We’re sitting in the office out in Rancho Mirage and he says in his totally ineffective way as far as Susan’s concerned, “Well, you know, Susan, I’m pretty concerned about the fact that you’re smoking.” And Susie being this snippet little thing that she is, she’s great, she says, “Well, Daddy, I’ll stop smoking cigarettes if you stop smoking pipes.”  He got up from his chair, he went over, – I bet you the collection, I don’t know, but it has to be worth a quarter of a million dollars. I mean, there were ivory pipes and every head of state and every time he went somewhere, he got another pipe. He gathered up all the pipes in the office, there were a bunch of them there. Got a box from the conference room in the office out in Rancho Mirage. All the pipes. Leaves, goes all over the house. Takes all the pipes, calls Penny in and says, “Send these to the museum.” Last time he smoked a pipe. Forty-two years smoking a pipe and he stopped, like, on a dime.

And in case you were wondering, according to Susan, he was a
Field and Stream
man.
William Stanley Hoole Special Collections Library, University of Alabama Libraries Digital Collections

    retrocampaigns:

    Gerald Ford sucking back that sweet tobacco at a desk in the study of the president of the University of Alabama, April 13, 1978.

    Ford was a big-time pipe smoker, and even had a pipe in his hand for his presidential portrait. Ford smoked for decades, until one day …

    According to Robert Barrett, the Army Military Aide to Ford during his presidency and later Ford’s Chief of Staff, it was Ford’s daughter Susan who convinced him to give up tobacco.

    We’re sitting in the office out in Rancho Mirage and he says in his totally ineffective way as far as Susan’s concerned, “Well, you know, Susan, I’m pretty concerned about the fact that you’re smoking.” And Susie being this snippet little thing that she is, she’s great, she says, “Well, Daddy, I’ll stop smoking cigarettes if you stop smoking pipes.”

    He got up from his chair, he went over, – I bet you the collection, I don’t know, but it has to be worth a quarter of a million dollars. I mean, there were ivory pipes and every head of state and every time he went somewhere, he got another pipe. He gathered up all the pipes in the office, there were a bunch of them there. Got a box from the conference room in the office out in Rancho Mirage. All the pipes. Leaves, goes all over the house. Takes all the pipes, calls Penny in and says, “Send these to the museum.” Last time he smoked a pipe. Forty-two years smoking a pipe and he stopped, like, on a dime.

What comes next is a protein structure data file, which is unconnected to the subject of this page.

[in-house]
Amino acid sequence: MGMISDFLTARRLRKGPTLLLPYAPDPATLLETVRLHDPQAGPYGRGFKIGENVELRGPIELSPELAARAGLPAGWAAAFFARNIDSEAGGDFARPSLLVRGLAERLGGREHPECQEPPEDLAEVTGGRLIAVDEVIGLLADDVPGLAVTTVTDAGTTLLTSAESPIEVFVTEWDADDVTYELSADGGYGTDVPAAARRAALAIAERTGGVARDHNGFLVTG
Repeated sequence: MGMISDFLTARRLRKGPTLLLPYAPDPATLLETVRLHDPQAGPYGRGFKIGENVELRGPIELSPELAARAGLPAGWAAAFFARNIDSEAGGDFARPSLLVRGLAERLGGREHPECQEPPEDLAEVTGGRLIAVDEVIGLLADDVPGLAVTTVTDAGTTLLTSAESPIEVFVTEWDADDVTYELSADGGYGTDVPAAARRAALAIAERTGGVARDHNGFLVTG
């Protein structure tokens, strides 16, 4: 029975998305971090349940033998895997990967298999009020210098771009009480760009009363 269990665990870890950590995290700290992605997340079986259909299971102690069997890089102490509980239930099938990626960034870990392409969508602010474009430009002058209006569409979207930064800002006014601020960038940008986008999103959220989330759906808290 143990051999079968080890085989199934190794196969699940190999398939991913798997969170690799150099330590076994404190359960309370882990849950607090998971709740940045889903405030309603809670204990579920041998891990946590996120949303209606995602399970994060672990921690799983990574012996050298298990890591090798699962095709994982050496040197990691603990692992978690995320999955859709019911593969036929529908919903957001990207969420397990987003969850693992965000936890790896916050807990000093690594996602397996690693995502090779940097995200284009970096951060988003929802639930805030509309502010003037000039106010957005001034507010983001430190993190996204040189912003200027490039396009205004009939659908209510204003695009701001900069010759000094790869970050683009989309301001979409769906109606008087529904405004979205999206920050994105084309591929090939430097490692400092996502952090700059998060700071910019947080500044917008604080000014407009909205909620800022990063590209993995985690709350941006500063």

And in case you were wondering, according to Susan, he was a
    Field and Stream
    man.

    ourpresidents:

    Who’s on your All-Time All-Star baseball team? Listen in on a President’s picks!

    During a June 22, 1972 press conference, journalist Clifford Evans asked President Richard Nixon to name his favorite baseball players. President Nixon quickly listed a few key players, but Evans pressed him, “Mr. President, as the nation’s number-one baseball fan, would you be willing to name your all-time baseball team?” Asking for time to prepare a thoughtful response, President Nixon created lists of his choices for All-Time All-Star baseball teams, which were distributed via the Associated Press on June 30.

    On June 30, Evans returned to the White House to interview President Nixon in the White House for RKO General Broadcasting. This meeting was captured by recording devices in the Oval Office.

    In this conversation segment, President Nixon explains the process, methodology, and rationale for building his all-star teams.

    -from the Nixon Library 

    (Source: facebook.com)

    thingsamylikes:

    gameraboy:

    "A Sticky Situation" (1960) by Carl Barks

    Daisy tells it like it is.

    (via aestheticallychallenged)